• Compression of nonunion can be achieved by reverse impaction or by using a nail with internal compression systems. This can be achieved by performing distal locking initially and then placing a dynamic locking screw proximally and then an internal locking screw is advanced against the proximal locking screw to achieve compression at the fracture site.
  • Fibular osteotomy does not need to be routinely performed; occasionally it may be needed for deformity correction.
  • Success rates from 75% to 100% have been achieved for reamed exchange nailing(8)
  • Reamed exchange nailing is contraindicated in the presence of infection.

Adjunctive plate fixation

  • Advocates of adjunctive plate fixation with a nail in situ argue that, there would be some residual motion after a statically locked IM nail. This can be reduced by plate fixation
  • This is especially suited for patients with hypertrophic nonunions to provide additional stability
  • And also useful in patients with metaphyseal nonunions, where a large diameter nail alone may not have sufficient endosteal contact to provide absolute stability(Ueng SW et al-9)

Nail Removal and Plating

  • This can be useful for metaphyseal nonunions where nails will not provide sufficient endosteal contact.
  • Compression can be achieved using interfragmentary lag screws, dynamic compression plates and external compression devices(10)
  • But plate fixation is associated with possibility of soft tissue devascularisation due to need for obtaining proper exposure

External fixation using Ilizarov Method:

  • This is a versatile management system which can be used for deformity correction, nonunion compression, an distraction osteogenesis of bone defects and correction of limb length discrepancy.
  • Useful to treat infected nonunions that have been managed with radical resection of the infected bone  and distraction osteogenesis
  • Allows full weight bearing and even useful for patients over 60 years.

Internal Fixation

  • blade plates offer improved fixation compared with standard compression plates in short segments of bone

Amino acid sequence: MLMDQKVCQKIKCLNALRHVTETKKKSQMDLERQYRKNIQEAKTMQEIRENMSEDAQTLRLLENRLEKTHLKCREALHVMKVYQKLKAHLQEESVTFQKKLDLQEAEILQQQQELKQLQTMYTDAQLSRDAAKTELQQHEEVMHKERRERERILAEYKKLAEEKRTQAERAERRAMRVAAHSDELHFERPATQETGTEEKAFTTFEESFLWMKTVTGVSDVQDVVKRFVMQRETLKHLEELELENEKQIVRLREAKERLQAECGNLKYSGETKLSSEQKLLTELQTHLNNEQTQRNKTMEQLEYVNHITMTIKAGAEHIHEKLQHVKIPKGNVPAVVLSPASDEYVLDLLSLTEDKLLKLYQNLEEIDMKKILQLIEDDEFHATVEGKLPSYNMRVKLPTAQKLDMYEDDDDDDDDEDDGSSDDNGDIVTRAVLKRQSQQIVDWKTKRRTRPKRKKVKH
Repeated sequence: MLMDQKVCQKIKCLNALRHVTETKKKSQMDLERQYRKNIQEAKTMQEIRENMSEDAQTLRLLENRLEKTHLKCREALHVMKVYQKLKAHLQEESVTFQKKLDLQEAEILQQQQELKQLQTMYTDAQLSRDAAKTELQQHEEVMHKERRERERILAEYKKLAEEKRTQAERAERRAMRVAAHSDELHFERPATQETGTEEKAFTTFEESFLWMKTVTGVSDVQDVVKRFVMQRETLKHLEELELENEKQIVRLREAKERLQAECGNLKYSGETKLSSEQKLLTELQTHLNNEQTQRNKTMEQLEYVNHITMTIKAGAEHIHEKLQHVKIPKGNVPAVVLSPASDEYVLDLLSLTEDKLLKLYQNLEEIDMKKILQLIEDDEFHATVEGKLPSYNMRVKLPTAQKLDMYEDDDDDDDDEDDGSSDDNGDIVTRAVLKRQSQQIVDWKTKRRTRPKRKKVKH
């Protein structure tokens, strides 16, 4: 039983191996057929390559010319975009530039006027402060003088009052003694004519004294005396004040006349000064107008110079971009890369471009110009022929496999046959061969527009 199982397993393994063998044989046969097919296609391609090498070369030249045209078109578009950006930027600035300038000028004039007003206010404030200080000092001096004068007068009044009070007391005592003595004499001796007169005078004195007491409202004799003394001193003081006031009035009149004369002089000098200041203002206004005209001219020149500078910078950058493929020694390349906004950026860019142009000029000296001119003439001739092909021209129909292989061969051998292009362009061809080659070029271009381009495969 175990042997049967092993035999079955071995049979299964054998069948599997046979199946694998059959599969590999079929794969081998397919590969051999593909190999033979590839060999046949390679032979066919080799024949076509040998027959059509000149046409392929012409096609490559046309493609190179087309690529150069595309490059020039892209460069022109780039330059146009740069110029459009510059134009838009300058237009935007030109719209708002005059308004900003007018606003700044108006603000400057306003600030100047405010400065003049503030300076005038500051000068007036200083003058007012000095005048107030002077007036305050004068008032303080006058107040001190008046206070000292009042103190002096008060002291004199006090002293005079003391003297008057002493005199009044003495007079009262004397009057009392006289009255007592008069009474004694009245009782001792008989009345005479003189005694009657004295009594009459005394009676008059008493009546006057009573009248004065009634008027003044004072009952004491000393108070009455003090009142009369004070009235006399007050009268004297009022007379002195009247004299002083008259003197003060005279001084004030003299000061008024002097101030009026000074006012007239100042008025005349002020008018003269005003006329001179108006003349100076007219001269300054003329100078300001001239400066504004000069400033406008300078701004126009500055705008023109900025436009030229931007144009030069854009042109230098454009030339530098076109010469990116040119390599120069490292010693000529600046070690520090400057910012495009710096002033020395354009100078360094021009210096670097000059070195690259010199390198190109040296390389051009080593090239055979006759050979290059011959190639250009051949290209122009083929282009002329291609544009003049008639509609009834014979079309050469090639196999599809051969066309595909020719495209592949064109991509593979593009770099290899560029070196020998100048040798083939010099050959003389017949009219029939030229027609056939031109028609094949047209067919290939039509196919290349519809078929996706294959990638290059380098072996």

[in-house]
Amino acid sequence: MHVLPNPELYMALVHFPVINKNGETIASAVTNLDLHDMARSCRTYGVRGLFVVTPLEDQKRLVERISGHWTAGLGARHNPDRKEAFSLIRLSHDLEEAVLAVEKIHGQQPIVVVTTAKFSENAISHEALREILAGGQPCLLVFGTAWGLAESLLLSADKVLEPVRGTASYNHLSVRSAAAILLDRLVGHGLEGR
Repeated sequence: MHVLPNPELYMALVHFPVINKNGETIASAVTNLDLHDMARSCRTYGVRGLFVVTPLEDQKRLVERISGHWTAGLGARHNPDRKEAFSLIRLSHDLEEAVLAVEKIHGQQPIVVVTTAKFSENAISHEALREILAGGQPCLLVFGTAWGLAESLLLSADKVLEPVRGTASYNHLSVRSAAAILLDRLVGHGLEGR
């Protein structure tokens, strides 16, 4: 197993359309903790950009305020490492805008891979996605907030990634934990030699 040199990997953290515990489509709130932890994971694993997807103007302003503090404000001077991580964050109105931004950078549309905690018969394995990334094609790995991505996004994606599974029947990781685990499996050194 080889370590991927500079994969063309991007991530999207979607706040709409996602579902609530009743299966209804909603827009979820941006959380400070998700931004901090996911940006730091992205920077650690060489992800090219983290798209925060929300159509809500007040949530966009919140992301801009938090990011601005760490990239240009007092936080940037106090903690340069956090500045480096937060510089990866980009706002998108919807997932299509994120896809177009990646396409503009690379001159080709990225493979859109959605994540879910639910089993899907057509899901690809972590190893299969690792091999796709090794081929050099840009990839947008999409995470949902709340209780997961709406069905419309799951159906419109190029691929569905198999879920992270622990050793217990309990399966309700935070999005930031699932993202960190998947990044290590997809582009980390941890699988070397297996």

• the 90° cannulated blade plate can be placed medially, posteriorly, or laterally in distal tibial nonunions
  • Soft-tissue condition and prior surgical approaches may dictate optimal plate position.
  • Locking plates have been useful for the management of humeral nonunions and short bone segments.
  • Revision ORIF  with plating is best indicated for tibial nonunion in the metaphyseal region of the proximal or distal tibia
  • Compression of fracture site should be achieved using interfragmentary screw or axial compression
  • Axial compression can be done using dynamic holes in a compression plate or a external compression device like the Muller’s compression device
  • Bone healing typically begins along the posterior and lateral borders of the tibia where the muscle attachment provides good vascularity
  • Plate placement along the subcutaneous anteromedial tibial border avoids posterior and lateral periosteal disruption
  • Placement of the plate along the posterior border of the tibia requires additional surgical dissection but is useful in managing tibial nonunion in the distal one half of the tibia.
  • A posterolateral bone graft can be placed through the same surgical approach.
  • Some surgeons advocate extensive takedown of the nonunion with removal of the intervening fibrous tissue.  Alternatively, the fibrous tissue can be left in place and rigid compression applied to the nonunion.
  • The adjacent bone cortex also can be petaled or shingled with an osteotome to increase the surface area of the bone and stimulate additional healing response.

Partial Fibulectomy

  • Partial fibulectomy with application of PTB cast has been used historically to treat tibial nonunion
  • To avoid tibial destabilization, the fibulectomy should be performed at a site other than that of the nonunion.(11)
  • Fibulectomy may be needed to correct deformity.


  • Level 1 studies are lacking regarding the role of dynamisation in the healing of diaphyseal fractures. Court Brown and colleagues suggested that dynamisation has no role in fracture healing.(18)

Bone Graft and Bone Graft Alternatives

  • Autologous bone graft is  osteogenic, osteoinductive, and osteoconductive properties
  • A posterolateral approach is typically used for placement of bone graft in tibial nonunions. This approach offers the advantage of avoiding the subcutaneous anterior border of the tibia, which is often compromised by prior open injury or surgical incision.
  • In addition, the improved vascular supply provided by the posterior muscles is believed to enhance graft incorporation
  • Masquelet and Begue popularized the placement of a temporary cement spacer into segmental bone defects to form a reactive membrane. (12)
  • Basic science studies have shown that this induced membrane secretes various growth factors that may be beneficial for subsequent bone graft incorporation(19)

 Bone defects:

  • Bone defects can be classified as OTA class I is there is loss of 50% of circumference of bone. Type2 if there is loss of more than 50% of circumference of bone or type 3 if there is a missing bone segment(20)
  • Type 1 bone defects and fracture with less than 2 cm defects can be managed with reamed exchanged nailing. (Court Brown et al..15)
  • Type 2 bone defects and fractures with gaps of 2-6 cm require additional bone grafts or bone graft substitutes in addition to reamed exchange nailing(16)
  • Fractures with more than 6 cm bone defect require, individualized treatment. This include Ilizarov external fixator and bone transport, vascularised fibular graft and lengthening over a nail(17)